Inline text will be italic if surrounded by underscores or asterisks, e.g., _text_ or *text*. Bold text is produced using a pair of double asterisks (**text**). A pair of tildes (~) turn text to a subscript (e.g., H~3~PO~4~ renders H3PO4). A pair of carets (^) produce a superscript (e.g., Cu^2+^ renders Cu2+).

To mark text as inline code, use a pair of backticks, e.g., `code`. To include \(n\) literal backticks, use at least \(n+1\) backticks outside, e.g., you can use four backticks to preserve three backtick inside: ```` ```code``` ````, which is rendered as ```code```.

Hyperlinks are created using the syntax [text](link), e.g., [RStudio]( The syntax for images is similar: just add an exclamation mark, e.g., ![alt text or image title](path/to/image). Footnotes are put inside the square brackets after a caret ^[], e.g., ^[This is a footnote.].

There are multiple ways to insert citations, and we recommend that you use BibTeX databases, because they work better when the output format is LaTeX/PDF. Section 2.8 of Xie (2016) explains the details. The key idea is that when you have a BibTeX database (a plain-text file with the conventional filename extension .bib) that contains entries like:

  title = {R: A Language and Environment for Statistical
  author = {{R Core Team}},
  organization = {R Foundation for Statistical Computing},
  address = {Vienna, Austria},
  year = {2017},
  url = {},

You may add a field named bibliography to the YAML metadata, and set its value to the path of the BibTeX file. Then in Markdown, you may use @R-base (which generates “R Core Team (2022)”) or [@R-base] (which generates “(R Core Team 2022)”) to reference the BibTeX entry. Pandoc will automatically generated a list of references in the end of the document.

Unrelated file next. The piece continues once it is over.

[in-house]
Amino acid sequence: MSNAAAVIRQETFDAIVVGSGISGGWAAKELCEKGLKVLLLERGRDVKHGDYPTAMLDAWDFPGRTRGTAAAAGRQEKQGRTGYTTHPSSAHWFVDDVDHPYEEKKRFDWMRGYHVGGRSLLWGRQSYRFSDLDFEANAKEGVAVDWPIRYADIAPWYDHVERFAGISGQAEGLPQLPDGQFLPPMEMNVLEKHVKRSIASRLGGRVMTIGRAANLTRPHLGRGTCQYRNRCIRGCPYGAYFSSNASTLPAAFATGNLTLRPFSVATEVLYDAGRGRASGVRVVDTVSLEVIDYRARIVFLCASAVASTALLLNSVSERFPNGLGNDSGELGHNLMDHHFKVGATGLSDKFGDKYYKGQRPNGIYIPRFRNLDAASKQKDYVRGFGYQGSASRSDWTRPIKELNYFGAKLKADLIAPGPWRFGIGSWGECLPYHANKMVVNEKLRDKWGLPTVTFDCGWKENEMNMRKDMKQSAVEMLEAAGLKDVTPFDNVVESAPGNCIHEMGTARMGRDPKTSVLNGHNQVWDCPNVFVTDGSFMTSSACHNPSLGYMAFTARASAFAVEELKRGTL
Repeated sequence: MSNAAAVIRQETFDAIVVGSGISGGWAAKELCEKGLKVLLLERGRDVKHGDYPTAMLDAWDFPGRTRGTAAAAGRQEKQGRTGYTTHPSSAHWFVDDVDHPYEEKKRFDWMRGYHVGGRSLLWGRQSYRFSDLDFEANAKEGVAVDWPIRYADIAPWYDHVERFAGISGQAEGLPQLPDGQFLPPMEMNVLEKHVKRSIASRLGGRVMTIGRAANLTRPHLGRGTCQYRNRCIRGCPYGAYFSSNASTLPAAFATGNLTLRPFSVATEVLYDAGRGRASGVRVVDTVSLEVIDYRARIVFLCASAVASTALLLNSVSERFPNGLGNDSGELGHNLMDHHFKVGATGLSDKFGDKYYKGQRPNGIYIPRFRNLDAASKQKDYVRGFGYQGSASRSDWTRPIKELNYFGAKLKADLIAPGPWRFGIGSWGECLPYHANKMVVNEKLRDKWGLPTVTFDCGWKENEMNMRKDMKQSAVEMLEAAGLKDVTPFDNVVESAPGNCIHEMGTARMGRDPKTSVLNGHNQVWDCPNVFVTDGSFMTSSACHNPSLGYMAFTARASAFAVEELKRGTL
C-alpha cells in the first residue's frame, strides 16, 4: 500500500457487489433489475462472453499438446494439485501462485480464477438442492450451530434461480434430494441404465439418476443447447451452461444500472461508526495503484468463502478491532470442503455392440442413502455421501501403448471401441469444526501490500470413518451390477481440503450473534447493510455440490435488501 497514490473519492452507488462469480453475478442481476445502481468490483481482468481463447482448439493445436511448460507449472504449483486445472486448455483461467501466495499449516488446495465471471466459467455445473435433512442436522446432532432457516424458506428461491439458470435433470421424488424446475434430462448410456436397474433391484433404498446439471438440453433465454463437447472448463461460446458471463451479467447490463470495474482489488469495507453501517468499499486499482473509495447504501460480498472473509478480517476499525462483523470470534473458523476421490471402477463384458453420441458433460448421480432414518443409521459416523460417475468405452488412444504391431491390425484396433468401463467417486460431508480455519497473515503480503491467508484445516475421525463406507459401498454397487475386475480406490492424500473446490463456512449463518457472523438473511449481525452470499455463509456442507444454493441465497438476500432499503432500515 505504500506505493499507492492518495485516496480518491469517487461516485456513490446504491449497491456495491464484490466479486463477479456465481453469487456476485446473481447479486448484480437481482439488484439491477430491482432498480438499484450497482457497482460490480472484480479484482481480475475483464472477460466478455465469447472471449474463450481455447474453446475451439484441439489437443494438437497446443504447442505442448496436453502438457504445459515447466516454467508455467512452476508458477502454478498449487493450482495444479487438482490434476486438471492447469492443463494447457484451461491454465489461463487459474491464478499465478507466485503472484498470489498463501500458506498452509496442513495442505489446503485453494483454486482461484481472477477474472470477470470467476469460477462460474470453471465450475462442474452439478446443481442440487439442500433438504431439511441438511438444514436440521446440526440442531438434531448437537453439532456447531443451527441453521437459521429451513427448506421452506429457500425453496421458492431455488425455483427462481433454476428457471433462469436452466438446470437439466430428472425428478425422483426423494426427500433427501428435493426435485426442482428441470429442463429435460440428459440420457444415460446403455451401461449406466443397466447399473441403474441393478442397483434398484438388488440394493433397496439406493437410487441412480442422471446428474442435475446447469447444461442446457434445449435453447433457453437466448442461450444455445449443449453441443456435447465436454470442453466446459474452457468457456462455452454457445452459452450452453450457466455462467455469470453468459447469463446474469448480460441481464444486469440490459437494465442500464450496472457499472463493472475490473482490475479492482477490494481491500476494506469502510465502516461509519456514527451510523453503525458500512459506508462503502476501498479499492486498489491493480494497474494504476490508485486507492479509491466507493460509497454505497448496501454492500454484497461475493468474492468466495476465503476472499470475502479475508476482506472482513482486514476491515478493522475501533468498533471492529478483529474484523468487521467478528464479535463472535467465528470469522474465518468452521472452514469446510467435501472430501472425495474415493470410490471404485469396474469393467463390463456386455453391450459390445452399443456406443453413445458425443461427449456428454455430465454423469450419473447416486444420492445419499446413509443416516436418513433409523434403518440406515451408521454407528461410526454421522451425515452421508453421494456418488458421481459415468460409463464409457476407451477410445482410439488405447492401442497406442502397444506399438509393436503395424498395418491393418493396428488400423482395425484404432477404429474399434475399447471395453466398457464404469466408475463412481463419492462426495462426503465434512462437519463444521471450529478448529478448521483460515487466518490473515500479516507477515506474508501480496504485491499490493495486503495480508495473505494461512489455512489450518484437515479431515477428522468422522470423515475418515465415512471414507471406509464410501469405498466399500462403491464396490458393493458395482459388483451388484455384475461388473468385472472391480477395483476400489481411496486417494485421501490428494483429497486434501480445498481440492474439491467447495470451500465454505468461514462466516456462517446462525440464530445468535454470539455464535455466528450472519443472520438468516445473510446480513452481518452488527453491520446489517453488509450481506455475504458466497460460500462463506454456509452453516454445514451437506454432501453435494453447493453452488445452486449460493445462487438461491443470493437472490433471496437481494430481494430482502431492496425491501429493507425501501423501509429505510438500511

14.2.2 Block-level elements

Section headers can be written after a number of pound signs, e.g.,

# First-level header

## Second-level header

### Third-level header

If you do not want a certain heading to be numbered, you can add {-} or {.unnumbered} after the heading, e.g.,

# Preface {-}

Unordered list items start with *, -, or +, and you can nest one list within another list by indenting the sub-list, e.g.,

- one item
- one item
- one item
    - one more item
    - one more item
    - one more item

The output is:

  • one item
  • one item
  • one item
    • one more item
    • one more item
    • one more item

Ordered list items start with numbers (you can also nest lists within lists), e.g.,

1. the first item
2. the second item
3. the third item
    - one unordered item
    - one unordered item

The output does not look too much different with the Markdown source:

  1. the first item
  2. the second item
  3. the third item
    • one unordered item
    • one unordered item

Blockquotes are written after >, e.g.,

> "I thoroughly disapprove of duels. If a man should challenge me,
  I would take him kindly and forgivingly by the hand and lead him
  to a quiet place and kill him."
> --- Mark Twain

The actual output (we customized the style for blockquotes in this book):

“I thoroughly disapprove of duels. If a man should challenge me, I would take him kindly and forgivingly by the hand and lead him to a quiet place and kill him.”

— Mark Twain

Plain code blocks can be written after three or more backticks, and you can also indent the blocks by four spaces, e.g.,

This text is displayed verbatim / preformatted
Or indent by four spaces:
    This text is displayed verbatim / preformatted

In general, you’d better leave at least one empty line between adjacent but different elements, e.g., a header and a paragraph. This is to avoid ambiguity to the Markdown renderer. For example, does “#” indicate a header below?

In R, the character
# indicates a comment.

And does “-” mean a bullet point below?

The result of 5
- 3 is 2.

Different flavours of Markdown may produce different results if there are no blank lines.

14.2.3 Math expressions

You can write mathematical expressions using LaTeX syntax. LaTeX is a system for scientific typesetting widely used in academia. It has excellent support for mathematical notation. Below, you will find some examples. For more extensive information on mathematical notation, you can consult e.g.

Inline LaTeX equations can be written in a pair of dollar signs using the LaTeX syntax, e.g., $f(k) = {n \choose k} p^{k} (1-p)^{n-k}$ (actual output: \(f(k)={n \choose k}p^{k}(1-p)^{n-k}\)); math expressions of the display style can be written in a pair of double dollar signs, e.g., $$f(k) = {n \choose k} p^{k} (1-p)^{n-k}$$, and the output looks like this: